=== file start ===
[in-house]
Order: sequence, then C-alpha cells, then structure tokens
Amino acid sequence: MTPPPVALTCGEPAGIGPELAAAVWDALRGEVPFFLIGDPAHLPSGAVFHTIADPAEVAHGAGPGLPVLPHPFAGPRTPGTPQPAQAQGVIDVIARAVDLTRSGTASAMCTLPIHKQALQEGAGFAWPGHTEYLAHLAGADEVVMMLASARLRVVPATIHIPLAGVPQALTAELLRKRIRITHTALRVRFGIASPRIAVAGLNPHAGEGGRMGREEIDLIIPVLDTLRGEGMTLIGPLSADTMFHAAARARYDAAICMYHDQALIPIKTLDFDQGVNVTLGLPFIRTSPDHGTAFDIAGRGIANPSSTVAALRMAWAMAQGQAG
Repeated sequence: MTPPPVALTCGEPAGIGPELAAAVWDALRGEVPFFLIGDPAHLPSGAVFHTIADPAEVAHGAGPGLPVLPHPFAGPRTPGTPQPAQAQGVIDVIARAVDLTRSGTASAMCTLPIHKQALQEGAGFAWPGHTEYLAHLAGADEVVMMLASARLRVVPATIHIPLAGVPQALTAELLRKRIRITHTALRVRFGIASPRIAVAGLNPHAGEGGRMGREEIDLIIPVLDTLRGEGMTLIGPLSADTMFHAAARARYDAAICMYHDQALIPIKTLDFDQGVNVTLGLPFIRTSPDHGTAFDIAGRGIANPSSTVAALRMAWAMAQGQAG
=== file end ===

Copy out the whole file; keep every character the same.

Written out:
[in-house]
Order: sequence, then C-alpha cells, then structure tokens
Amino acid sequence: MTPPPVALTCGEPAGIGPELAAAVWDALRGEVPFFLIGDPAHLPSGAVFHTIADPAEVAHGAGPGLPVLPHPFAGPRTPGTPQPAQAQGVIDVIARAVDLTRSGTASAMCTLPIHKQALQEGAGFAWPGHTEYLAHLAGADEVVMMLASARLRVVPATIHIPLAGVPQALTAELLRKRIRITHTALRVRFGIASPRIAVAGLNPHAGEGGRMGREEIDLIIPVLDTLRGEGMTLIGPLSADTMFHAAARARYDAAICMYHDQALIPIKTLDFDQGVNVTLGLPFIRTSPDHGTAFDIAGRGIANPSSTVAALRMAWAMAQGQAG
Repeated sequence: MTPPPVALTCGEPAGIGPELAAAVWDALRGEVPFFLIGDPAHLPSGAVFHTIADPAEVAHGAGPGLPVLPHPFAGPRTPGTPQPAQAQGVIDVIARAVDLTRSGTASAMCTLPIHKQALQEGAGFAWPGHTEYLAHLAGADEVVMMLASARLRVVPATIHIPLAGVPQALTAELLRKRIRITHTALRVRFGIASPRIAVAGLNPHAGEGGRMGREEIDLIIPVLDTLRGEGMTLIGPLSADTMFHAAARARYDAAICMYHDQALIPIKTLDFDQGVNVTLGLPFIRTSPDHGTAFDIAGRGIANPSSTVAALRMAWAMAQGQAG